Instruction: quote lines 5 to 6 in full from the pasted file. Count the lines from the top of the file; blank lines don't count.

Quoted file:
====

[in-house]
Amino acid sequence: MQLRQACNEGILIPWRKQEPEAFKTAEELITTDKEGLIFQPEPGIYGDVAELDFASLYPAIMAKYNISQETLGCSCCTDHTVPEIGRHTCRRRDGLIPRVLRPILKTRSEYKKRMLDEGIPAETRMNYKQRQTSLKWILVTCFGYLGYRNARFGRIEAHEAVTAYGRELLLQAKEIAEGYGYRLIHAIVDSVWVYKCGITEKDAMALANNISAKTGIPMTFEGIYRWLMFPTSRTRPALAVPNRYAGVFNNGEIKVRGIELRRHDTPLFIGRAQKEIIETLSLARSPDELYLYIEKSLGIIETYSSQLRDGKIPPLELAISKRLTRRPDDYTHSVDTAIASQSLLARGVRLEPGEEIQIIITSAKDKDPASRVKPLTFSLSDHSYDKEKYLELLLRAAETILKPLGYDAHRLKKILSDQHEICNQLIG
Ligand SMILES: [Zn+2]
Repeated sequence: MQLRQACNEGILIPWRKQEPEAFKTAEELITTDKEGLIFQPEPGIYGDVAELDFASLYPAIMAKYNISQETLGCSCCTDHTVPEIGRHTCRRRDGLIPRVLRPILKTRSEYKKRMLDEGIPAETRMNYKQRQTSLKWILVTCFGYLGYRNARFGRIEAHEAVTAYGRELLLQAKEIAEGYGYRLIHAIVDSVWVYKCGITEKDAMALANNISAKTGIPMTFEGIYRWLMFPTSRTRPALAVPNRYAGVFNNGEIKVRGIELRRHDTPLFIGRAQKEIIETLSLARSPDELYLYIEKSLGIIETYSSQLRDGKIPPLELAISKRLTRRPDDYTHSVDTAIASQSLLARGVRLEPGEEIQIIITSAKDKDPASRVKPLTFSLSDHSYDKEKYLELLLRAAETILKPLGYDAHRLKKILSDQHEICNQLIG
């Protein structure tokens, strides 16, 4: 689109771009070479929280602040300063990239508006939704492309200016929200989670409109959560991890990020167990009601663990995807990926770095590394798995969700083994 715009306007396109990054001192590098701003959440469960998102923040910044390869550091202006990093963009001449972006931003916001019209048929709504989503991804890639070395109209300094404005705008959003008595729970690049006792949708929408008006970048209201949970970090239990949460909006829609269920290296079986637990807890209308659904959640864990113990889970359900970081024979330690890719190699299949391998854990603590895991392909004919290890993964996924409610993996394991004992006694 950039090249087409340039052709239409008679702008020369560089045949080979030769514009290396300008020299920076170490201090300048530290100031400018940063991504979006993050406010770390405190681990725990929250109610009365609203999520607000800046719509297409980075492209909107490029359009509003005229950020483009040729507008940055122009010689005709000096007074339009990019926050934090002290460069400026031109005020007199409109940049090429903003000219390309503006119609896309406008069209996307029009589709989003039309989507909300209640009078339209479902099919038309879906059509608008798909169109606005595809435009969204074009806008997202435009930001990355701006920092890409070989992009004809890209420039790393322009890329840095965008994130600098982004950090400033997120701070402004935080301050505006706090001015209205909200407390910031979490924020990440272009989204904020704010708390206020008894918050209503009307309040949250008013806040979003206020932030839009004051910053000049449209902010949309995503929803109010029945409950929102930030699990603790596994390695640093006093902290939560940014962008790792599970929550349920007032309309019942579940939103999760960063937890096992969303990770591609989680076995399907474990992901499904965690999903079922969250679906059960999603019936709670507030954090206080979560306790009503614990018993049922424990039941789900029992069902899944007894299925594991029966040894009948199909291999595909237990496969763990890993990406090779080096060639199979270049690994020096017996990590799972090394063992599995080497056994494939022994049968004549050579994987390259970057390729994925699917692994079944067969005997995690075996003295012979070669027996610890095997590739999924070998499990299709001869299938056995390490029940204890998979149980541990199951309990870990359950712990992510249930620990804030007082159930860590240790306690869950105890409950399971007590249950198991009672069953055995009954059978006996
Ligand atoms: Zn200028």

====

């Protein structure tokens, strides 16, 4: 689109771009070479929280602040300063990239508006939704492309200016929200989670409109959560991890990020167990009601663990995807990926770095590394798995969700083994 715009306007396109990054001192590098701003959440469960998102923040910044390869550091202006990093963009001449972006931003916001019209048929709504989503991804890639070395109209300094404005705008959003008595729970690049006792949708929408008006970048209201949970970090239990949460909006829609269920290296079986637990807890209308659904959640864990113990889970359900970081024979330690890719190699299949391998854990603590895991392909004919290890993964996924409610993996394991004992006694 950039090249087409340039052709239409008679702008020369560089045949080979030769514009290396300008020299920076170490201090300048530290100031400018940063991504979006993050406010770390405190681990725990929250109610009365609203999520607000800046719509297409980075492209909107490029359009509003005229950020483009040729507008940055122009010689005709000096007074339009990019926050934090002290460069400026031109005020007199409109940049090429903003000219390309503006119609896309406008069209996307029009589709989003039309989507909300209640009078339209479902099919038309879906059509608008798909169109606005595809435009969204074009806008997202435009930001990355701006920092890409070989992009004809890209420039790393322009890329840095965008994130600098982004950090400033997120701070402004935080301050505006706090001015209205909200407390910031979490924020990440272009989204904020704010708390206020008894918050209503009307309040949250008013806040979003206020932030839009004051910053000049449209902010949309995503929803109010029945409950929102930030699990603790596994390695640093006093902290939560940014962008790792599970929550349920007032309309019942579940939103999760960063937890096992969303990770591609989680076995399907474990992901499904965690999903079922969250679906059960999603019936709670507030954090206080979560306790009503614990018993049922424990039941789900029992069902899944007894299925594991029966040894009948199909291999595909237990496969763990890993990406090779080096060639199979270049690994020096017996990590799972090394063992599995080497056994494939022994049968004549050579994987390259970057390729994925699917692994079944067969005997995690075996003295012979070669027996610890095997590739999924070998499990299709001869299938056995390490029940204890998979149980541990199951309990870990359950712990992510249930620990804030007082159930860590240790306690869950105890409950399971007590249950198991009672069953055995009954059978006996
Ligand atoms: Zn200028």